But Can You Fly?

By Alice Jacoby


Everyone has until Saturday to become a bird.

I went to my teacher. He wore a long saffron- colored robe. The hem dragged on the floor. I could see that he was in a hurry. I tugged at his sleeve.
“Will we have to learn how to fly too?” I asked.
“You ask too many questions,” he said. I noted once again that his voice sounds like an echo and that each time he speaks to me it’s like he’s calling way down to me from the top of a tall building and I am in the basement.
“Right now,” he continued. “You just have to become a bird. You’ll have plenty of time later to worry about learning how to fly.”

As I rode home on the A train I thought about many things, but tried mainly to focus on the kind of bird I wanted to become. It was clear that an Eagle was too large, but then again, a Sparrow was too small.

On the ten o’clock news tonight the president was making plans to go to war against evil.
Meanwhile I was heading over to the Japan Society to see a Japanese film. I loved the sound of Japanese, unlike French or Italian or even German which I knew I might some day learn to understand, here was a language I knew I would never understand, and for some reason this fact comforted me.


After work I walked into Starbucks. I knew that I desperately needed a grande mocha cappuccino but I couldn’t decide between it and a hot cider.
Many people in Starbucks were beginning to sprout feathers. I could see that some people had attached feathers to their clothing with scotch tape, others with staples.
How silly, I thought, why don’t these people realize that you need much more than feathers to become a bird?
I finally decided on a tall café mocha with decaffeinated coffee and soymilk.
“Make that heavy on the chocolate,” I said.

The president came on TV. tonight. He spoke about restoring traditional values. He likes to use words like “sacrifice” and “evil.” He wants to see only good in the world and to stamp out evil. He suggested stoning all the evil people, that and burning them alive at the stake. This would rid the world of evildoers and restore traditional values but there is some disagreement here because some people, particularly the United Nations feel that this would only create martyrs and dead heroes. Just think of what happened with Joan of Arc? She was made into a Saint, wasn’t she?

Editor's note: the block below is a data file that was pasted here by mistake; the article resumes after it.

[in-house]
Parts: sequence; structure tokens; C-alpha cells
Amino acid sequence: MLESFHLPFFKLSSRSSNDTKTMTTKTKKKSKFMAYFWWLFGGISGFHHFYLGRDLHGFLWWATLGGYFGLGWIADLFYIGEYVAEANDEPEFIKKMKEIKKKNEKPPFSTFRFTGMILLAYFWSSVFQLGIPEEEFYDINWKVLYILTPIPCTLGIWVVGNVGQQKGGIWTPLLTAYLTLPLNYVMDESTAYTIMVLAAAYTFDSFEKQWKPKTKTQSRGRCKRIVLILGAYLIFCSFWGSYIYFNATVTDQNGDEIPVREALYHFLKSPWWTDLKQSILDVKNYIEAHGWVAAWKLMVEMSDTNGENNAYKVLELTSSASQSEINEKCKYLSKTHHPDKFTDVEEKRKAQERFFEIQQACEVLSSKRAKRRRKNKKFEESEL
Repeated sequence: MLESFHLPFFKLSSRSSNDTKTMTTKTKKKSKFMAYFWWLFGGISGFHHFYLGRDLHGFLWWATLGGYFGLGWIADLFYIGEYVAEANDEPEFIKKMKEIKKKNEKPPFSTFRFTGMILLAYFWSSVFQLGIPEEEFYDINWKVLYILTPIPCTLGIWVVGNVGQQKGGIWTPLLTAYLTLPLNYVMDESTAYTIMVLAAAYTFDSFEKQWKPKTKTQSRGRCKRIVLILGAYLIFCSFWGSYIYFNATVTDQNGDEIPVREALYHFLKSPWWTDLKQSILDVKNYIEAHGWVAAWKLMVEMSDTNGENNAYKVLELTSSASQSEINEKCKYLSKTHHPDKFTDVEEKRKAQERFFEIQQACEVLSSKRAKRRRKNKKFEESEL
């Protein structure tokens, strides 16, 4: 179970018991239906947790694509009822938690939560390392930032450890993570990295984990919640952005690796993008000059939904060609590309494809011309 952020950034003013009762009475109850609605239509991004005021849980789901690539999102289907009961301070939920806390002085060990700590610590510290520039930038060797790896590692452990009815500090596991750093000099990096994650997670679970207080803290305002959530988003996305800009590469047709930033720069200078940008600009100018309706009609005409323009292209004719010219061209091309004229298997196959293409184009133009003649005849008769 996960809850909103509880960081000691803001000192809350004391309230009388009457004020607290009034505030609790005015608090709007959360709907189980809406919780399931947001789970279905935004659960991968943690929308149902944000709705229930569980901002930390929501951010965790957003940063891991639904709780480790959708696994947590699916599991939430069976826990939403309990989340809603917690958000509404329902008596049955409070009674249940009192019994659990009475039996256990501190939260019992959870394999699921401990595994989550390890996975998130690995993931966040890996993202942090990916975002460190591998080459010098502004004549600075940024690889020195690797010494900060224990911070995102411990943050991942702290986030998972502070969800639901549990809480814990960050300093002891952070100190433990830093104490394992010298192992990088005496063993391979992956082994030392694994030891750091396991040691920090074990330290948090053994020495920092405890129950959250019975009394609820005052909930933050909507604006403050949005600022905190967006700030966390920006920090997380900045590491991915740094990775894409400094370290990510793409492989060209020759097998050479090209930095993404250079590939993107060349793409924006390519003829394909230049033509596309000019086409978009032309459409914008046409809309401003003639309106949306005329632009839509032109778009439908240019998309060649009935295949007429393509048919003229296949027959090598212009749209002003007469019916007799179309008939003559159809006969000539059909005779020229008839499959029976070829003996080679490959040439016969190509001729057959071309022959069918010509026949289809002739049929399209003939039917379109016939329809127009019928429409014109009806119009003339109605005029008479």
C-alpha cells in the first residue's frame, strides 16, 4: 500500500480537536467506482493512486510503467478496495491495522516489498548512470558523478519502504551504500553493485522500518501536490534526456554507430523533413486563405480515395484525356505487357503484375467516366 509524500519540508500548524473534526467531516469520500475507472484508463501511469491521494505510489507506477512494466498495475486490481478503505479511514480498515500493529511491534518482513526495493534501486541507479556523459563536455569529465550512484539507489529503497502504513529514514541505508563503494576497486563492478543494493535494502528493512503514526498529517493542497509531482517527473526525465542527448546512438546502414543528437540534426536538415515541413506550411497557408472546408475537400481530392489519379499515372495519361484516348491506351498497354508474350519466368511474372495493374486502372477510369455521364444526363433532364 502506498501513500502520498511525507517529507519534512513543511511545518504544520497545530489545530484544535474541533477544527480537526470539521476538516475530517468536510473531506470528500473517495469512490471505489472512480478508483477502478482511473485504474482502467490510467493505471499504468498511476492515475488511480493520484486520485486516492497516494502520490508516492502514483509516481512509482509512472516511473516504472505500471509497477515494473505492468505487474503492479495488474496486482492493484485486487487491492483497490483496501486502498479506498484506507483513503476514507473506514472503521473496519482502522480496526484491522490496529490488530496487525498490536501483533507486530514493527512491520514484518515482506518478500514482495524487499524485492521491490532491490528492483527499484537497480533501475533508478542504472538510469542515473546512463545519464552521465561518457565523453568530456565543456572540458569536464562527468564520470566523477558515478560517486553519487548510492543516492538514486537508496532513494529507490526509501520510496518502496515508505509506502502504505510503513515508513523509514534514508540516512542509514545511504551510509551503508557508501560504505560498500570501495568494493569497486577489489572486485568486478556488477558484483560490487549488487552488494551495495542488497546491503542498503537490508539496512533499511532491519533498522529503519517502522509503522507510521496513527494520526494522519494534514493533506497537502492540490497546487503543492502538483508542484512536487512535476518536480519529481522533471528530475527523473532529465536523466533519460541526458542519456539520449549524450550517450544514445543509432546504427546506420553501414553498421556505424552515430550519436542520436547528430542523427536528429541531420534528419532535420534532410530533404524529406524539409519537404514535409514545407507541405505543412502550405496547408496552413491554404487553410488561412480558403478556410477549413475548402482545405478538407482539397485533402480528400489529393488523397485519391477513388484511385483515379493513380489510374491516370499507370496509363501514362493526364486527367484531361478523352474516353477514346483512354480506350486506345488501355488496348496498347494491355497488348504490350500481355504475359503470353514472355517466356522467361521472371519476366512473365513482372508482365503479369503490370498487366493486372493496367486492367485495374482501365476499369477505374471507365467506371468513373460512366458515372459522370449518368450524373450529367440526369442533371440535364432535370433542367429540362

But the president is a believer. He believes in good, but we must stamp out evil first in order to have only good people in the world.

Meanwhile we all need to become birds so we can fly away if evil dares to smite us.


All day at work today I wondered what kind of bird I could become. Most of my co- workers are now covered with feathers. I even met someone at the water cooler who has a long yellow beak. “What about flying,” I said. “But can you fly?”
“Not yet,” he answered nasally, opening his beak. “But I’m sure the President will show us how to fly as soon as we are good enough.”

On the way home from work I stopped at Starbucks. I was the only one there who wasn’t covered with feathers. If I’m asked why I’m not, I’ll say I’m still not sure what kind of bird I want to become.

At home I sent an-mail to my teacher. I asked him what I should do. Should I cover myself with feathers too? I asked him. He replied with an instant message. He said he thought there was a bird that had no feathers but he wasn’t sure what it was called. He thought this particular bird might be extinct. He seemed to remember that such a bird existed at the time of the dinosaurs but I should check this out on the Internet. Perhaps, he suggested, if I could just flap my arms up and down, put my feet together and hop, I might be able to pass for a bird. As for himself he had already flown far away to his home in the clouds and he wasn’t sure if or when he would be back.

At midnight I heard on the TV news that the President had declared war.

Tomorrow morning early I’ll see if I can become a featherless bird.